I think this topic would be interesting alongside the tanking discussion in the other thread, and maybe interesting enough to merit a thread on its own.
I want to discuss the age-old nature vs nurture question. What makes a great player great? Is it something encoded in his DNA? Or is he shaped by his development environment?
David Thorpe likes to talk about royal jelly with regards to player development. What is royal jelly? It's basically food for baby bees, but what's remarkable about it is that if an otherwise normal baby bee is fed massive amounts of royal jelly, it turns into a queen bee instead of a normal worker.
Podcast here: http://espn.go.com/blog/truehoop/pos...y-david-thorpe
Thorpe's argument is that the vast majority of NBA players are virtually identical, like baby bees. There are exceptions of course, like the guys at the very top, and the guys at the very bottom, but for the vast majority, Thorpe thinks its all about "the right setting, the right coaching, the right inspiration and trust," which is the royal jelly for players. An otherwise normal player can become great if given the right royal jelly.
To illustrate with an example: In the 2011 draft, the Wizards drafted Jan Vesely with the 6th pick, while the Spurs drafted Kawhi Leonard with the 15th pick. Vesely is out of the league now, while Kawhi was just Finals MVP. Was it the Spurs just being lucky that the Wizards (and other teams) passed on Kawhi, did they see something in him that mysteriously none of the other teams did? Or did the Spurs' legendary player development unlock something in Kawhi that is actually present in many other players as well?
What if the Wizards had drafted Kawhi and the Spurs had drafted Vesely? What do you think their careers would look like now? Food for thought.
In the other thread, Sollozzo was counting the number of All-Star players drafted above #10, and concluded that there simply is 2x more talent in the 1-10 draft positions than it is in all other positions combined. That would seem to go against the royal jelly thesis... or does it really?
Here we have to look at the politics involved in alloting NBA playing time (via Henry Abbott):
So in other words, players drafted in the top 10 succeed more often, not because they are more talented, but because they are given more royal jelly (playing time, support, development).But the players Lowe wrote about -- those not drafted in the lottery -- have special playing time challenges because they're last in line for playing time, as determined by the political structure on a typical team. Owners spend millions per season for veterans. Coaches serve at the pleasure of owners. Coaches also make owners look stupid by benching the guys making the big bucks. And if there are any high draft picks around, it's inevitable that the front office will want them to play, too. Nobody is as easy to bench as the players Lowe is talking about.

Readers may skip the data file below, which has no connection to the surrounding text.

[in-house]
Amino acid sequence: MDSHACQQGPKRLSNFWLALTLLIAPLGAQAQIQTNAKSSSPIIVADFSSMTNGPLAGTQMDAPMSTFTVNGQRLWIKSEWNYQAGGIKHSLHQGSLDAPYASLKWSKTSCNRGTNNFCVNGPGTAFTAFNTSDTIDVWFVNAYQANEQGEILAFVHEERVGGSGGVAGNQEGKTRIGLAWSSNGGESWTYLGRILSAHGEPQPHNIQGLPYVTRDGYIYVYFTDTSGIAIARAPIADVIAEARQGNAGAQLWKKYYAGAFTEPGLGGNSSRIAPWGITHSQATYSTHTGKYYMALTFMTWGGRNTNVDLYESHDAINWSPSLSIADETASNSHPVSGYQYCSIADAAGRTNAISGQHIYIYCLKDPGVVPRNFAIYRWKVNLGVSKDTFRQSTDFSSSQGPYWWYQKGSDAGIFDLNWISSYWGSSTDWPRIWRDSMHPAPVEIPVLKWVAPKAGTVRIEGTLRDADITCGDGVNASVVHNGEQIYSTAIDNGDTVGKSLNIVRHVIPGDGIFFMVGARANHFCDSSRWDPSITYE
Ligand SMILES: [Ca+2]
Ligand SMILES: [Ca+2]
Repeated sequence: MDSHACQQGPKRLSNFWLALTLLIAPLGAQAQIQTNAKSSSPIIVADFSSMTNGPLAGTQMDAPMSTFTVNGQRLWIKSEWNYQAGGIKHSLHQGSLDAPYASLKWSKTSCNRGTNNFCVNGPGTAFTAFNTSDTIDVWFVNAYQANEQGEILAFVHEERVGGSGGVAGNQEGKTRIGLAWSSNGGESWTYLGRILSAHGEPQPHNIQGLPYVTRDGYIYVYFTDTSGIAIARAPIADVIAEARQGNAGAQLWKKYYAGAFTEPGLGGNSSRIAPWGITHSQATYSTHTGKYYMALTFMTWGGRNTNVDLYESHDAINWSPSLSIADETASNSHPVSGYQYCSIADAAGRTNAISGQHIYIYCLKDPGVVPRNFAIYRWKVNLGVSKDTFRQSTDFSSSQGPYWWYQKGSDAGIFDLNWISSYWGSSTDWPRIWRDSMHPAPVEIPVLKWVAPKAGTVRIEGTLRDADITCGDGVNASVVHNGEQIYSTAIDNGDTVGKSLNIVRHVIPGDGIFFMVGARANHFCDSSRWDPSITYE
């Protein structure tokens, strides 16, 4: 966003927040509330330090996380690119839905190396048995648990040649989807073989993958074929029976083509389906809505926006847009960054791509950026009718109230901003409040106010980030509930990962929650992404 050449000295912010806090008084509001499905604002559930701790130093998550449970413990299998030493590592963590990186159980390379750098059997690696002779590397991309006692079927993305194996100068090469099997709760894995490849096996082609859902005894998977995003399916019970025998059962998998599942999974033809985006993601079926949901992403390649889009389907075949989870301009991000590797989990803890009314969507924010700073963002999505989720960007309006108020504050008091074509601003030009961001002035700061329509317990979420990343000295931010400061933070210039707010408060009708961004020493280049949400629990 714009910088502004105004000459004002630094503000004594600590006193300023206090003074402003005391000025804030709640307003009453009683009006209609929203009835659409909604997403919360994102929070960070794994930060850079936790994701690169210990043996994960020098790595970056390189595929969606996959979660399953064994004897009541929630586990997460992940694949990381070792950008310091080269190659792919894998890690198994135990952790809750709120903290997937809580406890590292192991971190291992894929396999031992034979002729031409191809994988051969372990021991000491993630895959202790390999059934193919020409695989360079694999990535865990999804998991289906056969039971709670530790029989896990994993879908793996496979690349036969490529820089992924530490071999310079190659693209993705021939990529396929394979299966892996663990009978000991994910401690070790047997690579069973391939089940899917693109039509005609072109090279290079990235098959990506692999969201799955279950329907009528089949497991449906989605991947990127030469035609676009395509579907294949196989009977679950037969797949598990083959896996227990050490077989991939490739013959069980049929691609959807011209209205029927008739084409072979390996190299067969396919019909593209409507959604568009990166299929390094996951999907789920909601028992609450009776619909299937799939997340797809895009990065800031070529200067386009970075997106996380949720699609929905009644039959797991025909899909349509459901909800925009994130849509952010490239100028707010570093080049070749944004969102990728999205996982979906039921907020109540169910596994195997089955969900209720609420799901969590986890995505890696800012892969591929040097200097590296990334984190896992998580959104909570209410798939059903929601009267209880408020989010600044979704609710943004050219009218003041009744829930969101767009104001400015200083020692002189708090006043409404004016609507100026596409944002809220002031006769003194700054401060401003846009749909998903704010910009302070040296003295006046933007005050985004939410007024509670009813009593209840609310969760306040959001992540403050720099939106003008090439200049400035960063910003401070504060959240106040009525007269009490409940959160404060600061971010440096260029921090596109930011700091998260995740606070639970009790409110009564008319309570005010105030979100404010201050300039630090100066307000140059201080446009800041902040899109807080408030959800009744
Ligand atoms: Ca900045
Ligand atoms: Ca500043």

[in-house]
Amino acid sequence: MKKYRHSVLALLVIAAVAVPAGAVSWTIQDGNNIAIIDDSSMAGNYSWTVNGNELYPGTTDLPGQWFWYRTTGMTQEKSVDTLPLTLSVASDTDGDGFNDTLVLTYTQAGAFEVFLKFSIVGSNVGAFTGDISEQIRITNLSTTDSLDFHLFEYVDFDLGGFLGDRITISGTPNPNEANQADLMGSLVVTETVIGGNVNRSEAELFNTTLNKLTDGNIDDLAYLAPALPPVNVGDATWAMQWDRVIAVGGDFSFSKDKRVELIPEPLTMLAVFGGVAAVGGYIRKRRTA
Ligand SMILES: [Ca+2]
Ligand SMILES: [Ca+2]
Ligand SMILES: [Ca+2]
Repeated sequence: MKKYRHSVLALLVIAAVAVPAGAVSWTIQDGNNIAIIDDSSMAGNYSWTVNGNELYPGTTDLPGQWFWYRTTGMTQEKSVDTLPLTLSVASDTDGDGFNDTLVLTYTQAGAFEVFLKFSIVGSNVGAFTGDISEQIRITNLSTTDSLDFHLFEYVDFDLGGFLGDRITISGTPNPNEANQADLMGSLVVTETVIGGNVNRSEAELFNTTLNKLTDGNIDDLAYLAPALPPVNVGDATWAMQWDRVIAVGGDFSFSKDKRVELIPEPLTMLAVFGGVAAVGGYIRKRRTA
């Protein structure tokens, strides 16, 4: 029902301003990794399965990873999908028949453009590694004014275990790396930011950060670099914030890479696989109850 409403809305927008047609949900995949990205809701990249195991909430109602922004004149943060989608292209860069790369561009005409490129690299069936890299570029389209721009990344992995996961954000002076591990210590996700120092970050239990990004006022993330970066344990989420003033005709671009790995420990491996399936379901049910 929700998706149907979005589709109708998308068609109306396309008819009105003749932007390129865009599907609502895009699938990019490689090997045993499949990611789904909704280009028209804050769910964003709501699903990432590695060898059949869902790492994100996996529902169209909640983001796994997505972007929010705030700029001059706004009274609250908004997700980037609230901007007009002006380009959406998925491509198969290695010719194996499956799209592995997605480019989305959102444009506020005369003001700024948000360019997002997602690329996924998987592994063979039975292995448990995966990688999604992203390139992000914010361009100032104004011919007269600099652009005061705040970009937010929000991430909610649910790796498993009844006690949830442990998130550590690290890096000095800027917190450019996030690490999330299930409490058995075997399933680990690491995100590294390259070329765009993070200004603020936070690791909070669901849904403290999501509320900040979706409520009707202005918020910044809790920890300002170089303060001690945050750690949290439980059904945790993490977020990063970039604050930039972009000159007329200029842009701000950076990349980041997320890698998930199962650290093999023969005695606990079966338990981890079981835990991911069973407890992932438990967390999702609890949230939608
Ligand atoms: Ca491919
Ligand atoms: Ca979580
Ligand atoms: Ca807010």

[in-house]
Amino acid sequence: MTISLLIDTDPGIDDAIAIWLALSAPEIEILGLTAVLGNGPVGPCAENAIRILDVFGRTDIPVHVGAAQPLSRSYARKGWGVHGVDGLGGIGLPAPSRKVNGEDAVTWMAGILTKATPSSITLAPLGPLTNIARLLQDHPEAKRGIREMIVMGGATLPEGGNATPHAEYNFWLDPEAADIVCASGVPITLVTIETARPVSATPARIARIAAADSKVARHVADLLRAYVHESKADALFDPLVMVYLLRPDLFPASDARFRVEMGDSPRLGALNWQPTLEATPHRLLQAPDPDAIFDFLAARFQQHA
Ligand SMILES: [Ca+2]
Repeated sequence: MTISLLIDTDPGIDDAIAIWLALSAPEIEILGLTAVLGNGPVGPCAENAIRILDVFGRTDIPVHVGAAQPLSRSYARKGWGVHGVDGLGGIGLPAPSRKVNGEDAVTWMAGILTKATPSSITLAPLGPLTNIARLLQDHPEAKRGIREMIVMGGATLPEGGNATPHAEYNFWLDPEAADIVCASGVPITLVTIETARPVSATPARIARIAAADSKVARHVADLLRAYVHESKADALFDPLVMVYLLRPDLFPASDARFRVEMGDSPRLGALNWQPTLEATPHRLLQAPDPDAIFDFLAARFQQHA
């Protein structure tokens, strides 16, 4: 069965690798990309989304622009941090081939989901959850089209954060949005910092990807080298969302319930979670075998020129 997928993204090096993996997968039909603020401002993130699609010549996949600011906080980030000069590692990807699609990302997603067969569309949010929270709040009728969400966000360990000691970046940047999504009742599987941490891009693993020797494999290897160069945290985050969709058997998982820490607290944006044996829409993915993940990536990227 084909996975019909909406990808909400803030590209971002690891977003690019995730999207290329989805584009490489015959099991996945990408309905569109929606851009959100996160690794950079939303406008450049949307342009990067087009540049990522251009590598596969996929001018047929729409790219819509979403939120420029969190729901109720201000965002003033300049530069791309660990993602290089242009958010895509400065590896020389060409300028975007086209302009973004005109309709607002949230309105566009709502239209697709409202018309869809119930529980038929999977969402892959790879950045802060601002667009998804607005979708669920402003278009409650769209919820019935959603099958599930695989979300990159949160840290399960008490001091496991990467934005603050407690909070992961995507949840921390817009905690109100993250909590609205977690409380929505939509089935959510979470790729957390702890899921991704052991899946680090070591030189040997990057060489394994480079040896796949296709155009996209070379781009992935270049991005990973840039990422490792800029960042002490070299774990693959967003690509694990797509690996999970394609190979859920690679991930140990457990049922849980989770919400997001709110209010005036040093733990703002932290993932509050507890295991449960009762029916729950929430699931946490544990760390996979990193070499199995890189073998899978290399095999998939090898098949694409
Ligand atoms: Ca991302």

In their new book "Stumbling on Wins," David Berri and Martin Schmidt report that players drafted in the lottery earn more minutes than their production suggests they should. And this is not just true when they're rookies, but for years after the draft. In short, those players get the royal jelly, and opportunities to learn on the job. Every minute a high-drafted player gets, however, is by definition a minute a low-drafted or un-drafted player watches from the sidelines. (Every player enters the NBA through one of those categories.)
I'm not saying that playing time is all it takes to make any bench player good. I am saying that if you have the goods to be really special, playing time is an essential ingredient in developing to elite status. (Oxygen isn't all you need to be an Olympic runner. But Usain Bolt can't win any medals without oxygen. It's one of many essential ingredients.)
As support of this theory, just look at this year's Pacers. All these "scrubs", it turns out they can play if given the opportunity.
With regards to inborn talent vs external development, I'm not saying that it's definitely one or the other - like a lot of things in life, it's probably a mix of both - but if you accept that player development is a big factor in the end product, well this has some strong implications against the tanking argument. Draft order really doesn't matter as much, unless you have a chance at drafting one of those generational talents who are great no matter what.
Every draft, it's been the custom of Bird or Walsh to say something to the effect of "whoever we draft, he's going to be a good player." Maybe their confidence stems from knowing that they can mold raw prospects into good players, rather than blindly hoping that they can pick out a diamond in the rough that other teams stupidly passed on.
One more set of questions to mull over. Would Granger have turned into a good scorer if he hadn't been forced into the role by the god awful roster we had that year? Would Paul George turn into a superstar if Granger hadn't been injured that year? Would Solo have lasted past his rookie contract if not for the opportunity that George's injury has given him?